Based on these reports and in the context of the premutation, lower levels of oleamide may be predictive or linked to the increased incidence of substance abuse, including alcohol (Kogan et al., 2008), mood/anxiety issues of carriers of the premutation (Kogan et al., 2008), their increased anxiety as a reflection of lower stress-coping abilities (Bourgeois et al., 2007) and a reflection of their sleep disturbance which is seen in the majority of carriers (Chonchaiya et al., 2010).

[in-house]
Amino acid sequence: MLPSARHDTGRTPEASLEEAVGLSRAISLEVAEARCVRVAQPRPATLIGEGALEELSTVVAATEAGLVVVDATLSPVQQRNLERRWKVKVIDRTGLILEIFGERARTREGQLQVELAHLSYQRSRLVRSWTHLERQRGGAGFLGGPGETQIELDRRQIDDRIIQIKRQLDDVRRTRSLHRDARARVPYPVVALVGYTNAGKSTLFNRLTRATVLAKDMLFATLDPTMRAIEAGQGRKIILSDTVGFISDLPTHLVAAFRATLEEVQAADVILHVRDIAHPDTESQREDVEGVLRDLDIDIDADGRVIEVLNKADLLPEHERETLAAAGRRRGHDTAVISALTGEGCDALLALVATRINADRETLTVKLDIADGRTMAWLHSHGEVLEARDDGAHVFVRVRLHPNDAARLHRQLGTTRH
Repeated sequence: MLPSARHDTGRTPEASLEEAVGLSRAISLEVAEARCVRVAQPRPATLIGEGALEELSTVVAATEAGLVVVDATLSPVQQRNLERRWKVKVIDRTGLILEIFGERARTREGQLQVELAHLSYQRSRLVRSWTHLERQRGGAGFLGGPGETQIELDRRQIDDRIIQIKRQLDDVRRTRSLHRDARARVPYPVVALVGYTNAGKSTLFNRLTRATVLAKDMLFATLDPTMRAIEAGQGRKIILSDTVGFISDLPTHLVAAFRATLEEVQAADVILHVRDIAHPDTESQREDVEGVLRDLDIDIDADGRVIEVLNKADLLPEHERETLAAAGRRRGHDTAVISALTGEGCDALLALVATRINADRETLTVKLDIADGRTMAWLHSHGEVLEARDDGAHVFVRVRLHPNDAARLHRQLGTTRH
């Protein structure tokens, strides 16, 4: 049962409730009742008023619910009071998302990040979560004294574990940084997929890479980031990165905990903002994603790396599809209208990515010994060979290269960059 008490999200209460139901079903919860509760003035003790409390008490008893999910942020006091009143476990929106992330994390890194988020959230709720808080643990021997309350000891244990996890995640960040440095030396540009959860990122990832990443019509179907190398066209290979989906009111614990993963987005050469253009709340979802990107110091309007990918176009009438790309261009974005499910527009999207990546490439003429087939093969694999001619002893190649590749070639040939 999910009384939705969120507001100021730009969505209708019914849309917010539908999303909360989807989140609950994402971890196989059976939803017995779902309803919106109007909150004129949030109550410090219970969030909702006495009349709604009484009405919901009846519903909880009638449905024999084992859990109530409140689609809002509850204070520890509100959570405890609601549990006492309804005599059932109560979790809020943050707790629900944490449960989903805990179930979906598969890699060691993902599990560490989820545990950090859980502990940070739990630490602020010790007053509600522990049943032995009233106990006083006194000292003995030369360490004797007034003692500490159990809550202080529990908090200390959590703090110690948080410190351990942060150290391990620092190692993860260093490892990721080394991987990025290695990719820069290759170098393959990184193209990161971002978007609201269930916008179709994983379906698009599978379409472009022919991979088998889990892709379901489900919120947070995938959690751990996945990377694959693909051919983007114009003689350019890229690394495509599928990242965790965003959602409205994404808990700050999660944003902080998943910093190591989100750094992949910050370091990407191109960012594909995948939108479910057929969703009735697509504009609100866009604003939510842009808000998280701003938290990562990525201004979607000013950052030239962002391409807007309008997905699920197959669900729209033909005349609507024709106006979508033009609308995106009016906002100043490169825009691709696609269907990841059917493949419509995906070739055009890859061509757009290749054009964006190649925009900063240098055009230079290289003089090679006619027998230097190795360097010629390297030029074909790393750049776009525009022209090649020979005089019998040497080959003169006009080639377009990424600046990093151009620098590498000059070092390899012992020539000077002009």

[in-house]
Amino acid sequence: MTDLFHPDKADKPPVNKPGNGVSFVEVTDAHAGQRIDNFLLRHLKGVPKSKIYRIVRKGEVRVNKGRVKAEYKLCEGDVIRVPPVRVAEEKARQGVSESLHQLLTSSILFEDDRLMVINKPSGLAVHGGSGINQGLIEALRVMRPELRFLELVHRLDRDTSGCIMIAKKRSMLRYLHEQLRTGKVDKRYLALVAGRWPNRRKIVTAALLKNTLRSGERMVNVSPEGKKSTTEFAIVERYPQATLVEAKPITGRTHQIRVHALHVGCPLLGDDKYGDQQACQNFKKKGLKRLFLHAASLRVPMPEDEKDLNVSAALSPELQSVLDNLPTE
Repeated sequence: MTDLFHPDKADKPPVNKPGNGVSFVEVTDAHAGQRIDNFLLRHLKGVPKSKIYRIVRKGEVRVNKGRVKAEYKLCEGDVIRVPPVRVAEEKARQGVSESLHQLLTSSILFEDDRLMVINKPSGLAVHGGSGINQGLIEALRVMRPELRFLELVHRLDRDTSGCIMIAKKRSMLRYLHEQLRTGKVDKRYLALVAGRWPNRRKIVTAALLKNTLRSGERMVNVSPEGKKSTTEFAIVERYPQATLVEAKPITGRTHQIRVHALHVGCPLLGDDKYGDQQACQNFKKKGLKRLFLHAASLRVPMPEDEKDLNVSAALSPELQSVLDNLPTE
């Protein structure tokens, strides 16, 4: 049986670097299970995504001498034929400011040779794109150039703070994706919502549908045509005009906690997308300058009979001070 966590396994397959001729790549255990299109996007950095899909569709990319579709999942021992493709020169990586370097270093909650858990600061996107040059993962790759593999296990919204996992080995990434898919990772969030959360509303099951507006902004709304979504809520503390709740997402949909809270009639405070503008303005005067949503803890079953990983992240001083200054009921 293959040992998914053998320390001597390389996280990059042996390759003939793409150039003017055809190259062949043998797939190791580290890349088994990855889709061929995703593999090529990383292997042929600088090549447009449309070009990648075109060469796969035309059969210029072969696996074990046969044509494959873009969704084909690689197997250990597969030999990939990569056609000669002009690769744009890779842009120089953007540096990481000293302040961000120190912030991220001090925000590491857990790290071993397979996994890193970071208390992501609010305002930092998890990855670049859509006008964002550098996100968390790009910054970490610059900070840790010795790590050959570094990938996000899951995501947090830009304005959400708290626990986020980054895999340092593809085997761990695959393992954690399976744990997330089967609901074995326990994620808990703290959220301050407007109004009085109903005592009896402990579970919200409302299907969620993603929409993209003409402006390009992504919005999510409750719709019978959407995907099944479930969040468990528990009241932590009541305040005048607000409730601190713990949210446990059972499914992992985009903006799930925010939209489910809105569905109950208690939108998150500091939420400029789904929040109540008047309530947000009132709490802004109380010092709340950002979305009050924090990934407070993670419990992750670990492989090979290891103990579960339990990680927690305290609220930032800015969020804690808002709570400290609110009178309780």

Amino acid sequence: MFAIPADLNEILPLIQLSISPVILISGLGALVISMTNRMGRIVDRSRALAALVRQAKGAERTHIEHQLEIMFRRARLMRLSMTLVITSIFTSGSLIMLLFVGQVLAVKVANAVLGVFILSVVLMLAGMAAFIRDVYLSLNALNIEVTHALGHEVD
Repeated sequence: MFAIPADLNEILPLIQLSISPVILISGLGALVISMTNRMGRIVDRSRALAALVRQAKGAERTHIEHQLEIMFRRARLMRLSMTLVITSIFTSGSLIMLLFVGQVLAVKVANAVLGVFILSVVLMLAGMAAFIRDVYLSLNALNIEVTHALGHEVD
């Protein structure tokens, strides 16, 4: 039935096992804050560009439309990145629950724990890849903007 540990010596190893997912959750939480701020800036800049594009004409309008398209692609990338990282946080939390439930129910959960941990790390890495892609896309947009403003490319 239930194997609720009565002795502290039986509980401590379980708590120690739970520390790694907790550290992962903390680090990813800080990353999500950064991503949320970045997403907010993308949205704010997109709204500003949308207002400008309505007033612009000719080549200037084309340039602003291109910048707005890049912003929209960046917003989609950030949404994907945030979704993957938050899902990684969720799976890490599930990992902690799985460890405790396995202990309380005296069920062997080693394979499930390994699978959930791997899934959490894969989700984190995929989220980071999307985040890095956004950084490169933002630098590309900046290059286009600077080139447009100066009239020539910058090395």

Krebs’ cycle intermediates: citrate, isocitrate and aconitate- Two intermediates of the TCA cycle, located within the first half of the cycle, namely aconitate and isocitrate, were identified as potential biomarkers along with citrate (Figures 1A,B). Their levels were higher in plasma from carriers than controls (1.4-fold of controls for aconitate and 1.2-fold for both citrate and isocitrate; p < 0.05). Increases in these tricarboxylic acids located within the first half of the cycle may indicate a slower Krebs’ cycle activity. This is based on the fact that increases in succinate, malate, and fumarate (located in the second half of the cycle) have been documented to accompany exercise, effect termed as the TCA cycle expansion (Gibala et al., 1997a,b). The “expansion” is believed to result from a relative excess of glycolysis compared to OXPHOS, which then results in the shunting of pyruvate and Glu to Ala and alpha-ketoglutarate (AKG) via Ala aminotransferase. As a result, AKG is then converted to other TCA cycle intermediates (succinate, malate, and fumarate). Thus, increases in the first half of this cycle are suggestive of lower alpha-ketoglutarate dehydrogenase (AKGDH) activity. This would result in higher AKG concentrations, which via the near-equilibrium of glutamate dehydrogenase, results in the increase of Glu concentrations. The latter is an allosteric inhibitor of glutaminase, and AKG is also an allosteric inhibitor of mitochondrial transport of Gln. Hence, an increase in AKG, due to a decreased activity of AKGDH, should lead to increases in Glu and Gln, and given that Glu is a precursor of GABA, also an increased synthesis of GABA or related metabolites. Two experimental evidences supported this option suggesting an increased flux from AKG to Gln: (i) the ratio of Gln-to-Glu was higher in plasma of premutation than controls (0.86 vs. 0.37; p < 0.05) and (ii) higher 4-hydroxybutyrate (GHB, a GABA derivative) was observed in plasma from carriers (twofold; p < 0.05) suggesting an increased synthesis of GABA from Glu and, as a result, of its product GHB.